With such features as, Force Majeure and Cannes Film Festival Palme d’Or winning The Square, Swedish filmmaker Ruben Östlund has established himself as an expert satirist with a clean, measured approach to shooting a scene. His style feels reminiscent of Stanley Kubrick at his most diabolical with concise framing, long takes, and a cold, removed point of view. His latest, Triangle Of Sadness, which also took the top prize at Cannes, continues in this vein, albeit with a heavier hand yet no less entertaining. His interest this time out explores the natural instincts of the haves vs. the have-nots, positing that given the chance, we’re all capable of truly hideous behavior.
Told in three stylistically distinct chapters, the story begins with our protagonist, Carl (Harris Dickinson of Beach Rats and Where The Crawdads Sing), a 25-year-old model who, after some success, finds himself put out to pasture by once again going to cattle call auditions and losing his prime seat at a fashion show. In its first scenes, we also learn the meaning of the title, which is surprising, hilarious, and resonates in different ways as the story progresses. Carl’s model/influencer girlfriend Yaya (Charlbi Dean, a promising actor who tragically passed away shortly before the film’s release) has a soaring career and little patience for Carl’s downward trajectory. An early and masterful sequence starts with Carl reminding Yaya that she promised to pick up the check at their expensive dinner, leading to her passive-aggressive dismissal of his request. This argument spills over into their hotel elevator, the opening and closing doors of which underscore the class divide between the pair. Östlund finds that perfect mix of anger, confusion, and manipulation at play between a couple where love plays second fiddle to whatever else defines their devolved relationship. Arguably the strongest section in navigating the complexity and minutiae of human interaction, the film segues into a more global view of our doomed species.
Next, we find ourselves on a luxury yacht, where amongst the super rich, Carl accompanies Yaya, who has used her Instagram clout to secure a free trip for the pair. We meet a gaggle of one percenters, chief among them being Dimitry (Zlatko Buric), a Russian capitalist fertilizer baron and an elderly couple who you’d never suspect have spent their lives as arms dealers. The upstairs crew consists of one Aryan beauty after another, while downstairs we find all of the people of color who do the most menial of tasks. One housekeeper in particular, Abigail (a fantastic Dolly De Leon) barely registers in this section, but keep an eye on her as she’ll find her spotlight soon enough.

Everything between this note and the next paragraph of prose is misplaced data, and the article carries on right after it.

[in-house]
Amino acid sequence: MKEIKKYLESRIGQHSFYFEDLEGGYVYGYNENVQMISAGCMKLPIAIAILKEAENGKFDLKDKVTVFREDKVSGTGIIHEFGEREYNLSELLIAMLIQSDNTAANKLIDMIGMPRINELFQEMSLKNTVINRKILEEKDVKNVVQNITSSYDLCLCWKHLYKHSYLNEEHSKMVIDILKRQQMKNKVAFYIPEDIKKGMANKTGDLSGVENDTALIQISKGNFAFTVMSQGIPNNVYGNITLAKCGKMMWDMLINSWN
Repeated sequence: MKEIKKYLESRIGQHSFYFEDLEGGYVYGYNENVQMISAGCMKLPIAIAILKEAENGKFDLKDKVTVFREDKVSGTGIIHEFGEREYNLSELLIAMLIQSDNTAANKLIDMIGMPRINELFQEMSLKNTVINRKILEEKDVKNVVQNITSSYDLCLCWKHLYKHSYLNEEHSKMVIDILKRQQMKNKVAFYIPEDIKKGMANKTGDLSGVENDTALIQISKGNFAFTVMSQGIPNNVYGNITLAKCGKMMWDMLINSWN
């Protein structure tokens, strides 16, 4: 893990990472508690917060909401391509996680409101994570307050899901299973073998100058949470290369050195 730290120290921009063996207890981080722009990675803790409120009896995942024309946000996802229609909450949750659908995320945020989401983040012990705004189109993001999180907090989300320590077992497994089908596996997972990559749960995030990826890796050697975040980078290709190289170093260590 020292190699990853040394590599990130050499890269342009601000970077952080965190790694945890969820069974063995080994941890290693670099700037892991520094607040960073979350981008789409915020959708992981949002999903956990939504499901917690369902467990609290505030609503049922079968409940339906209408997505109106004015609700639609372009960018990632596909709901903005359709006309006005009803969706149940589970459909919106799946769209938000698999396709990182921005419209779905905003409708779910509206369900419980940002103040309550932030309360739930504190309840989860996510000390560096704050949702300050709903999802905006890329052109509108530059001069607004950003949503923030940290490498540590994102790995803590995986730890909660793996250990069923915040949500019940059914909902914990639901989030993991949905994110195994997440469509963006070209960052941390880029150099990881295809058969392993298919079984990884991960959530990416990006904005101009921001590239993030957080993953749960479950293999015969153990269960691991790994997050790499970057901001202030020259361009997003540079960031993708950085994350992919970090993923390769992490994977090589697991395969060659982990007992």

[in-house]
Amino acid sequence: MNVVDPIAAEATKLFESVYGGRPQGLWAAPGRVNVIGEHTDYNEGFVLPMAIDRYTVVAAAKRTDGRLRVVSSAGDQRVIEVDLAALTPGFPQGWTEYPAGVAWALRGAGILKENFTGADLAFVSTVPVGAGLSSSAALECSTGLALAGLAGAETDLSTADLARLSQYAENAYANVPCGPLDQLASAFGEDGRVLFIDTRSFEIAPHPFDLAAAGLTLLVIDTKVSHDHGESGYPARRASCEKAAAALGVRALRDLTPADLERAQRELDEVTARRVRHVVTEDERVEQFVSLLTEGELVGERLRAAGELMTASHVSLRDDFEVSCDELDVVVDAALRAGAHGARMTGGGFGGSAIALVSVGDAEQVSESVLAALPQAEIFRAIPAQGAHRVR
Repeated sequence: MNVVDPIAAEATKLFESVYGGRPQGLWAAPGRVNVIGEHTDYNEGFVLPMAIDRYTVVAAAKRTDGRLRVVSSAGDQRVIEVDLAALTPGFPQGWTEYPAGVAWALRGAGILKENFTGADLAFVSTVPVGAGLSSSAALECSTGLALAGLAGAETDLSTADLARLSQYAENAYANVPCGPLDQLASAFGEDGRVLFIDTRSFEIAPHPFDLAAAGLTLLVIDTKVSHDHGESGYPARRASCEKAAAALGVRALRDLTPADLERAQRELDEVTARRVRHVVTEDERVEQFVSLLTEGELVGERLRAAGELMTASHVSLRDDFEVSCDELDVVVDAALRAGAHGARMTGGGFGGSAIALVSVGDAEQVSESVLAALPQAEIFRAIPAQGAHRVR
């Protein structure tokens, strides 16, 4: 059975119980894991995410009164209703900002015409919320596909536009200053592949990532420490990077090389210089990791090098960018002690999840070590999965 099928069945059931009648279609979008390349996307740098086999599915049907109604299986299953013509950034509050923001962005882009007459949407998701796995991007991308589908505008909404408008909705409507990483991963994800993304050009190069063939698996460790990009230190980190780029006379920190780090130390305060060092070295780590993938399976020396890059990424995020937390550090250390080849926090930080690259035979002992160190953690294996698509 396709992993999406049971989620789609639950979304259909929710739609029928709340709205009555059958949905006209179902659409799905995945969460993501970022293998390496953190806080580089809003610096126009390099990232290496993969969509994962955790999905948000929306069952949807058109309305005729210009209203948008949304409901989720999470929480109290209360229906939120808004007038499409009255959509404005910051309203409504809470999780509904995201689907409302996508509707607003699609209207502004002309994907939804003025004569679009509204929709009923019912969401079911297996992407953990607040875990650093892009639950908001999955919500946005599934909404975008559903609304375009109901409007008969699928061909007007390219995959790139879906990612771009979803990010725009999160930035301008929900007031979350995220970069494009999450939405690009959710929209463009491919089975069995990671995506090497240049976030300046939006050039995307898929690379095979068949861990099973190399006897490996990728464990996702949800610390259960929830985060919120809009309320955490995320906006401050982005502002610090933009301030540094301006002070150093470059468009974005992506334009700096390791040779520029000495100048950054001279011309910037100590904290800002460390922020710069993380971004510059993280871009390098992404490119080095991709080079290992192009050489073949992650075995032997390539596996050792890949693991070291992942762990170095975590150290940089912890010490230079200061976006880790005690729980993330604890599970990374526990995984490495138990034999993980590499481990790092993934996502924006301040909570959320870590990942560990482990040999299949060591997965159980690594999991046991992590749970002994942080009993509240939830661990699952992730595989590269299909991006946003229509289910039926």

Woody Harrelson plays the Marxist captain of the ship and spends quite a bit of time nursing a hangover behind closed doors before we finally get a glimpse of him halfway through the film. His clash of ideologies with Dimitry nearly hijacks the story and exposes its total lack of subtlety. Luckily, we have many encounters between passengers and staff which shine a light on the impenetrable bubble the rich inhabit. Some of these moments, such as when the staff get trained on always saying yes, or when one guest insists an employee drop what she’s doing and get in the water fully clothed, nail the absurdity so perfectly. Same goes for an unimpeachably disgusting central set piece in which the boat hits rough waters, the seafood our passengers dine on has gone bad, and bodily fluids rain down on everyone. To call it a literal sh*tstorm would only describe half of it. Needless to say, this section does not lead to sunshine and roses, yet it’s beautifully shot by Östlund’s mainstay cinematographer Fredrik Wenzel. It can take its place among the more memorable boating disaster sequences such as those from The Poseidon Adventure and Titanic, albeit on a much smaller scale.
Where this all goes in its final third I will leave a mystery. All I’ll say is that the story strips away everything about our characters to expose their true natures. It’s like an entire season of Survivor compressed into 45 minutes as we watch people who make chess moves on each other in order to find a higher place on the pecking order. Unfortunately, this last part slows down to a crawl at times, but gets saved by De Leon’s contributions and Östlund’s thesis about human nature determining outcomes more than such constructs as wealth and background privilege. The penultimate moment features a delicious ambiguity followed by a head scratcher of a final shot which will make you want to analyze with anyone within earshot. Triangle Of Sadness may feel thuddingly obvious at times and painfully slow at others, but sometimes a dark reflection of who we are can make us laugh while also churning our stomachs. I can’t wait to see what bear Östlund pokes next.
By Glenn Gaylord, Senior Film Critic
Triangle Of Sadness opened in select U.S. theaters on October 7th 2022.